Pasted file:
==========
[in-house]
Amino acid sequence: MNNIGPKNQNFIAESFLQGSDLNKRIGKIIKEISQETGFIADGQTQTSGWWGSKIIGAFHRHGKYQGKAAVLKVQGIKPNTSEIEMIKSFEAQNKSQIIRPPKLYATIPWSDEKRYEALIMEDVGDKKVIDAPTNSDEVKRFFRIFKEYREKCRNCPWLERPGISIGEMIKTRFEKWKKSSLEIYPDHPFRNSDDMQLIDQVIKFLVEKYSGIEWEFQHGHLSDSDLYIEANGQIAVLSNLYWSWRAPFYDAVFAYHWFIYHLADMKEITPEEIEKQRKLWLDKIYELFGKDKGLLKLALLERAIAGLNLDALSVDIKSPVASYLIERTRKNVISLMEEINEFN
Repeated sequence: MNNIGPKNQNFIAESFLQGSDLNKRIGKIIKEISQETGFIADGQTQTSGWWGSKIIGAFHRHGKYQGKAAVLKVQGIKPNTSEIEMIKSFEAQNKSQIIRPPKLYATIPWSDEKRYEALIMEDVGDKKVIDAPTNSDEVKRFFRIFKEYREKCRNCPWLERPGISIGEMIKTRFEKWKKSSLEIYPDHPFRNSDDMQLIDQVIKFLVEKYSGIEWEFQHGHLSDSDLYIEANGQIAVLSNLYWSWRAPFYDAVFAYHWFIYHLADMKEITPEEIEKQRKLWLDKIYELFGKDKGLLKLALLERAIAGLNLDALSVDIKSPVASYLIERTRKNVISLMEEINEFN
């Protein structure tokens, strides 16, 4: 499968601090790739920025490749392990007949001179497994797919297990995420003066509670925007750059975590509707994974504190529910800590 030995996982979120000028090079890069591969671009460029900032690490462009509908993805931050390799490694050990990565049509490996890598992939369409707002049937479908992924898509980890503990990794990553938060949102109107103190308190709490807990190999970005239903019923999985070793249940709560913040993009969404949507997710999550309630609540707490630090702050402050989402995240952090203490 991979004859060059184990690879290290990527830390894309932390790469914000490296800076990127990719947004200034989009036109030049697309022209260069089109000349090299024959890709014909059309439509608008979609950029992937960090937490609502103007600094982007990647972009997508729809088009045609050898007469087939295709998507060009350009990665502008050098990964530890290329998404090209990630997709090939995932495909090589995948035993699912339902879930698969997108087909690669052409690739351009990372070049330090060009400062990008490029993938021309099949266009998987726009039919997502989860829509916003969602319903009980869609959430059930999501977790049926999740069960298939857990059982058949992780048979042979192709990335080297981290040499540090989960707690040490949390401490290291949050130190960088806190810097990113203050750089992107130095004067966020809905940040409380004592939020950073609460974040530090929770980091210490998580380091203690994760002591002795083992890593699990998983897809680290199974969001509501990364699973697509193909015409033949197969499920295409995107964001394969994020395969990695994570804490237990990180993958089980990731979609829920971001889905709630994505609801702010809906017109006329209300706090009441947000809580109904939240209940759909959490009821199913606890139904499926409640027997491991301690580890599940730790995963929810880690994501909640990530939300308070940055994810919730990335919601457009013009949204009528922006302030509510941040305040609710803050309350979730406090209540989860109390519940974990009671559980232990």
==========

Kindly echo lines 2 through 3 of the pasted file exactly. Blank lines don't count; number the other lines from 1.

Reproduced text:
Amino acid sequence: MNNIGPKNQNFIAESFLQGSDLNKRIGKIIKEISQETGFIADGQTQTSGWWGSKIIGAFHRHGKYQGKAAVLKVQGIKPNTSEIEMIKSFEAQNKSQIIRPPKLYATIPWSDEKRYEALIMEDVGDKKVIDAPTNSDEVKRFFRIFKEYREKCRNCPWLERPGISIGEMIKTRFEKWKKSSLEIYPDHPFRNSDDMQLIDQVIKFLVEKYSGIEWEFQHGHLSDSDLYIEANGQIAVLSNLYWSWRAPFYDAVFAYHWFIYHLADMKEITPEEIEKQRKLWLDKIYELFGKDKGLLKLALLERAIAGLNLDALSVDIKSPVASYLIERTRKNVISLMEEINEFN
Repeated sequence: MNNIGPKNQNFIAESFLQGSDLNKRIGKIIKEISQETGFIADGQTQTSGWWGSKIIGAFHRHGKYQGKAAVLKVQGIKPNTSEIEMIKSFEAQNKSQIIRPPKLYATIPWSDEKRYEALIMEDVGDKKVIDAPTNSDEVKRFFRIFKEYREKCRNCPWLERPGISIGEMIKTRFEKWKKSSLEIYPDHPFRNSDDMQLIDQVIKFLVEKYSGIEWEFQHGHLSDSDLYIEANGQIAVLSNLYWSWRAPFYDAVFAYHWFIYHLADMKEITPEEIEKQRKLWLDKIYELFGKDKGLLKLALLERAIAGLNLDALSVDIKSPVASYLIERTRKNVISLMEEINEFN